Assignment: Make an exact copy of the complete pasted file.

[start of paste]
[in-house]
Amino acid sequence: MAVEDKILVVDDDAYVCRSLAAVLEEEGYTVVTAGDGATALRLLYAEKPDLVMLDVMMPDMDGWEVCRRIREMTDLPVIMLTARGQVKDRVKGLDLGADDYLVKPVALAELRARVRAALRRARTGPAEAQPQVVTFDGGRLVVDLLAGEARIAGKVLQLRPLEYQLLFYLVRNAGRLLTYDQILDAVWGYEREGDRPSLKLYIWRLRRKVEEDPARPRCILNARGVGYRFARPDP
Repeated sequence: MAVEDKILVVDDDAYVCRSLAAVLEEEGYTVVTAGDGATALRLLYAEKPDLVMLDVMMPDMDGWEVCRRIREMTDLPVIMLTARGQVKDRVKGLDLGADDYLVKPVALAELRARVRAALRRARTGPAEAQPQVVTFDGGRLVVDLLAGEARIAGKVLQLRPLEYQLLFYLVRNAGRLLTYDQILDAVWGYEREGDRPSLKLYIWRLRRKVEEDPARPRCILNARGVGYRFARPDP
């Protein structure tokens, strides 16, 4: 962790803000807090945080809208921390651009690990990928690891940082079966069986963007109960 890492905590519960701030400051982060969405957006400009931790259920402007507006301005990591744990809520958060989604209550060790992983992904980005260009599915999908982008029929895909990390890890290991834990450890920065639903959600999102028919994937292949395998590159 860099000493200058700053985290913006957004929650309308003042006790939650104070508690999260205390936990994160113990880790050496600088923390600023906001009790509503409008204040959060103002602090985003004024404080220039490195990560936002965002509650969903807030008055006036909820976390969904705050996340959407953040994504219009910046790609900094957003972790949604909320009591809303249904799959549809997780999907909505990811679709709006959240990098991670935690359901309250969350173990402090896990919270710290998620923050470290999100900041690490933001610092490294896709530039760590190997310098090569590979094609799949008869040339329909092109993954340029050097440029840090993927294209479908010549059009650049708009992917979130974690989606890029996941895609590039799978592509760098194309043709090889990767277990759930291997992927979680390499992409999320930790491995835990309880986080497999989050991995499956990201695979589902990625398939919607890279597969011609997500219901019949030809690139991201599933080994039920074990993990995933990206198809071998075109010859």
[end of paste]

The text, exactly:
[in-house]
Amino acid sequence: MAVEDKILVVDDDAYVCRSLAAVLEEEGYTVVTAGDGATALRLLYAEKPDLVMLDVMMPDMDGWEVCRRIREMTDLPVIMLTARGQVKDRVKGLDLGADDYLVKPVALAELRARVRAALRRARTGPAEAQPQVVTFDGGRLVVDLLAGEARIAGKVLQLRPLEYQLLFYLVRNAGRLLTYDQILDAVWGYEREGDRPSLKLYIWRLRRKVEEDPARPRCILNARGVGYRFARPDP
Repeated sequence: MAVEDKILVVDDDAYVCRSLAAVLEEEGYTVVTAGDGATALRLLYAEKPDLVMLDVMMPDMDGWEVCRRIREMTDLPVIMLTARGQVKDRVKGLDLGADDYLVKPVALAELRARVRAALRRARTGPAEAQPQVVTFDGGRLVVDLLAGEARIAGKVLQLRPLEYQLLFYLVRNAGRLLTYDQILDAVWGYEREGDRPSLKLYIWRLRRKVEEDPARPRCILNARGVGYRFARPDP
């Protein structure tokens, strides 16, 4: 962790803000807090945080809208921390651009690990990928690891940082079966069986963007109960 890492905590519960701030400051982060969405957006400009931790259920402007507006301005990591744990809520958060989604209550060790992983992904980005260009599915999908982008029929895909990390890890290991834990450890920065639903959600999102028919994937292949395998590159 860099000493200058700053985290913006957004929650309308003042006790939650104070508690999260205390936990994160113990880790050496600088923390600023906001009790509503409008204040959060103002602090985003004024404080220039490195990560936002965002509650969903807030008055006036909820976390969904705050996340959407953040994504219009910046790609900094957003972790949604909320009591809303249904799959549809997780999907909505990811679709709006959240990098991670935690359901309250969350173990402090896990919270710290998620923050470290999100900041690490933001610092490294896709530039760590190997310098090569590979094609799949008869040339329909092109993954340029050097440029840090993927294209479908010549059009650049708009992917979130974690989606890029996941895609590039799978592509760098194309043709090889990767277990759930291997992927979680390499992409999320930790491995835990309880986080497999989050991995499956990201695979589902990625398939919607890279597969011609997500219901019949030809690139991201599933080994039920074990993990995933990206198809071998075109010859």